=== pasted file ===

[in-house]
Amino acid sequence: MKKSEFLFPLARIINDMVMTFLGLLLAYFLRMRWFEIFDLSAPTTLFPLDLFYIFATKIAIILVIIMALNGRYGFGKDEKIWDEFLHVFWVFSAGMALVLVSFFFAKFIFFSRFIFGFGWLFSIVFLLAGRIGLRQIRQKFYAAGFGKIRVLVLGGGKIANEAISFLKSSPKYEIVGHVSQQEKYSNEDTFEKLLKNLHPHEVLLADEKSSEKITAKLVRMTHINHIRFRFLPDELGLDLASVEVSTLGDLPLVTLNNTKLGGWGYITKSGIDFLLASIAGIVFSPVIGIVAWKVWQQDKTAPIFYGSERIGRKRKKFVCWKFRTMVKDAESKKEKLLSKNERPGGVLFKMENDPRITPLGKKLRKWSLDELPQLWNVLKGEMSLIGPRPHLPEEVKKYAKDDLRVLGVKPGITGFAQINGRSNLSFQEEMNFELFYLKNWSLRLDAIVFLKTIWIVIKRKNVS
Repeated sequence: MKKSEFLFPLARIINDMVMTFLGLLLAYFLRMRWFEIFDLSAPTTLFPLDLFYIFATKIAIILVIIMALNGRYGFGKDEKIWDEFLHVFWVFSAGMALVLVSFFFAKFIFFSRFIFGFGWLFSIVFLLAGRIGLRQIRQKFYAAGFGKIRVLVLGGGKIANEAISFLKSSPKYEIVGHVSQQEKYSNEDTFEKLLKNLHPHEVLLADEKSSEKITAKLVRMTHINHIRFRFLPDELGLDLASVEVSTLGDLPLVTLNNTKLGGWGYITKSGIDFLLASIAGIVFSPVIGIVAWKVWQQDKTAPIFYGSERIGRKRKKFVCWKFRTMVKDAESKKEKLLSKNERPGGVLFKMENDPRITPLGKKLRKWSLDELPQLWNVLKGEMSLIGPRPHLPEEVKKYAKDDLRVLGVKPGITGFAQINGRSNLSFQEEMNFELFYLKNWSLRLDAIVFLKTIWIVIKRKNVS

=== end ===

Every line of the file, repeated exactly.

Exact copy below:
[in-house]
Amino acid sequence: MKKSEFLFPLARIINDMVMTFLGLLLAYFLRMRWFEIFDLSAPTTLFPLDLFYIFATKIAIILVIIMALNGRYGFGKDEKIWDEFLHVFWVFSAGMALVLVSFFFAKFIFFSRFIFGFGWLFSIVFLLAGRIGLRQIRQKFYAAGFGKIRVLVLGGGKIANEAISFLKSSPKYEIVGHVSQQEKYSNEDTFEKLLKNLHPHEVLLADEKSSEKITAKLVRMTHINHIRFRFLPDELGLDLASVEVSTLGDLPLVTLNNTKLGGWGYITKSGIDFLLASIAGIVFSPVIGIVAWKVWQQDKTAPIFYGSERIGRKRKKFVCWKFRTMVKDAESKKEKLLSKNERPGGVLFKMENDPRITPLGKKLRKWSLDELPQLWNVLKGEMSLIGPRPHLPEEVKKYAKDDLRVLGVKPGITGFAQINGRSNLSFQEEMNFELFYLKNWSLRLDAIVFLKTIWIVIKRKNVS
Repeated sequence: MKKSEFLFPLARIINDMVMTFLGLLLAYFLRMRWFEIFDLSAPTTLFPLDLFYIFATKIAIILVIIMALNGRYGFGKDEKIWDEFLHVFWVFSAGMALVLVSFFFAKFIFFSRFIFGFGWLFSIVFLLAGRIGLRQIRQKFYAAGFGKIRVLVLGGGKIANEAISFLKSSPKYEIVGHVSQQEKYSNEDTFEKLLKNLHPHEVLLADEKSSEKITAKLVRMTHINHIRFRFLPDELGLDLASVEVSTLGDLPLVTLNNTKLGGWGYITKSGIDFLLASIAGIVFSPVIGIVAWKVWQQDKTAPIFYGSERIGRKRKKFVCWKFRTMVKDAESKKEKLLSKNERPGGVLFKMENDPRITPLGKKLRKWSLDELPQLWNVLKGEMSLIGPRPHLPEEVKKYAKDDLRVLGVKPGITGFAQINGRSNLSFQEEMNFELFYLKNWSLRLDAIVFLKTIWIVIKRKNVS